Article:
Paths to datadirs are often set during the configure process by issuing
-DDATADIR= if this is the case set it to -DDATADIR=/PROGDIR/
It's also common that the datadir are set in the makefiles locate DATADIR=
and change it to DATADIR=/PROGDIR/


Defines are often set in config.h, if something is configured wrongly, you can
often change it here by using #DEFINE and #UNDEF.

A define example that considers all AmigaOS flavours;

#ifdef __AMIGA__
blah blah blah
blah blah blah

A define example that only considers AmigaOS 4.0;

#ifdef __amigaos4__
blah blah blah
blah blah blah

A define example, that considers BeOS and AmigaOS 4.0;

#if !defined(__BEOS__) && !defined(__amigaos4__)

An example of a more complex #ifdef

#ifdef GP2X
char *gngeo_dir="save/";
#elif defined __amiga__
char *gngeo_dir="/PROGDIR/save/";
char *gngeo_dir=get_gngeo_dir();


No return statement in function returning non-void

What does it really mean?
There is no return in a function that needs a return.

Control reaches end of non-void function

What does it really mean?
it is reaching the end of a function that needs a return, but there is no return.

May be used uninitialized in this function

What does it really mean?
The variable is not initialized.

Warning: implicit declaration of function 'blah blah'

What does it really mean?
You need to include a header.



If you can't find the answer here, it's usually a good idea to
google the error message, for example, enter
warning: implicit declaration of function 'strlen' and in many
cases the sollution will be there for you.

In general, when you get an error of this type;

warning: implicit declaration of function 'strlen'
warning: incompatible implicit declaration of built-in function 'strlen'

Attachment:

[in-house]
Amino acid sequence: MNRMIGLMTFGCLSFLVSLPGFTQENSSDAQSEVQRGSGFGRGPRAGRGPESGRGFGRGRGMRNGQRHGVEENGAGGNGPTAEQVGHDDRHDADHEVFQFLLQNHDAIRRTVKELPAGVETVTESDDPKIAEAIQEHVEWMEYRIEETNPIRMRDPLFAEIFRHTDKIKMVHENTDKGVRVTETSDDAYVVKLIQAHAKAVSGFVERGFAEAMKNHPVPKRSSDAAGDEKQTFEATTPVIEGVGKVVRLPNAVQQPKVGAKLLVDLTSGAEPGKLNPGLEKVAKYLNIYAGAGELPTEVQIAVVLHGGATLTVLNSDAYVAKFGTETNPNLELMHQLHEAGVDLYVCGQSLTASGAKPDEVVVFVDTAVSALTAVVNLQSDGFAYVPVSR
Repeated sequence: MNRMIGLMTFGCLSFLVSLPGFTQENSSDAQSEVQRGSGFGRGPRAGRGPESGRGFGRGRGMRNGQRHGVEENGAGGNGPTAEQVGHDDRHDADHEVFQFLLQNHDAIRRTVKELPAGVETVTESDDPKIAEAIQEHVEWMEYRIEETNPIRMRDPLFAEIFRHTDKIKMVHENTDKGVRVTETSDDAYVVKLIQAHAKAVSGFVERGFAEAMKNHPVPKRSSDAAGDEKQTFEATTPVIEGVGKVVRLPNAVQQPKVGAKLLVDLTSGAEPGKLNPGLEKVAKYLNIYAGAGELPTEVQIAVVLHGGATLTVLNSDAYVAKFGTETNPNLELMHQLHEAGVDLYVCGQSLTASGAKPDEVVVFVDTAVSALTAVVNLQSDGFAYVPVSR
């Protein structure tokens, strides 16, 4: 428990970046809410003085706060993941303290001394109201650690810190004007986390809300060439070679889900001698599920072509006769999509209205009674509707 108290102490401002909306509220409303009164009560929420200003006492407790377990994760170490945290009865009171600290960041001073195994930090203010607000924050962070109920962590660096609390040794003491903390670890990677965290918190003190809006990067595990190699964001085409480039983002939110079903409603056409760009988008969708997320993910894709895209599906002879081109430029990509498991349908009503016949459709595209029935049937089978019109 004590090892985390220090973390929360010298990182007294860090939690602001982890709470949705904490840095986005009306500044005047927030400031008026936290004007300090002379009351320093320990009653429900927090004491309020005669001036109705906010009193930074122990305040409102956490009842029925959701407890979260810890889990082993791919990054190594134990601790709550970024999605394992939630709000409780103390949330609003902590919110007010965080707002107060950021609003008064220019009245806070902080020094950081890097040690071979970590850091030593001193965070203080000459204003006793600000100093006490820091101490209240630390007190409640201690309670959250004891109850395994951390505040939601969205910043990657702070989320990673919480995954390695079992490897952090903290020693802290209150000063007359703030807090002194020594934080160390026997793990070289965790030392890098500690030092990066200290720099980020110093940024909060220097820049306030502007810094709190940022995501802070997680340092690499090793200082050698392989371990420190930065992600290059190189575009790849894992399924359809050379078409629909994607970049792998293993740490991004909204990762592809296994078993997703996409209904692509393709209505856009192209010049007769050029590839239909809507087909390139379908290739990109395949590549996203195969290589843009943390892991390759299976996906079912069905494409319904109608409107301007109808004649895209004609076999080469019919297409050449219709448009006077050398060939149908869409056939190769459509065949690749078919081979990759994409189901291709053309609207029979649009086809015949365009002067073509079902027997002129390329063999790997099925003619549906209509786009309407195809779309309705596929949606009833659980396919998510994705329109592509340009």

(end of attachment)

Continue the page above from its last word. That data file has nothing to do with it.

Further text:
It means that the sources are missing an include. To find out which include
it wants, open a shell and CD to SDK: then do;
"grep -R strlen *" in this case you will get a LOT of output, so having KingCon
installed is a good idea. 99% of the info printed is irrelevant, what you are
looking for is a header that includes the function the source wants.
Includes are stored in SDK:Local/Newlib/Include, SDK:Local/Common/Include,
SDK:Local/Clib2/Include, SDK:newlib/Include/ and SDK:Clib2/Include.
So only check the hits found in those directories.
For the lazy bunch, i've included the most common ones here;

warning: incompatible implicit declaration of built-in function 'exit'
warning: incompatible implicit declaration of built-in function 'abort'
solution: #include <stdlib.h>

warning: implicit declaration of function 'strlen'
warning: incompatible implicit declaration of built-in function 'strlen'
solution: #include <string.h>

warning: implicit declaration of function 'memcpy'
warning: incompatible implicit declaration of built-in function 'memcpy'
solution: #include <string.h>

error: memory.h: No such file or directory
solution: #include <string.h>

error: malloc.h: No such file or directory
solution: #include <stdlib.h>

warning: incompatible implicit declaration of built-in function 'printf'
solution: #include <stdio.h>

warning: implicit declaration of function 'srandom'
warning: implicit declaration of function 'random'

We don't have random() and srandom() in neither clib2 or newlib.
You "could" use rand() and srand() instead they are not totally compatible,
but it should work.

One way to do it is to manually edit the sources and replac srandom and random
with srand and rand. Another way to do it is to; #define srandom srand in the

warning: implicit declaration of function 'MyRemove'
solution: #define MyRemove Remove

error: 'sqrtl' was not declared in this scope
solution: #define sqrtl sqrt

Fullscreen modes doesn't work in your newly ported SDL game?
solution: try replacing SDL_HWSURFACE with SDL_SWSURFACE.

error: conversion from 'float' to non-scalar type 'fix' requested
solution: #include <math.h>


I will put sollutions to not so common errors here, that I've
managed to solve. Partly as a reminder to myself, but also as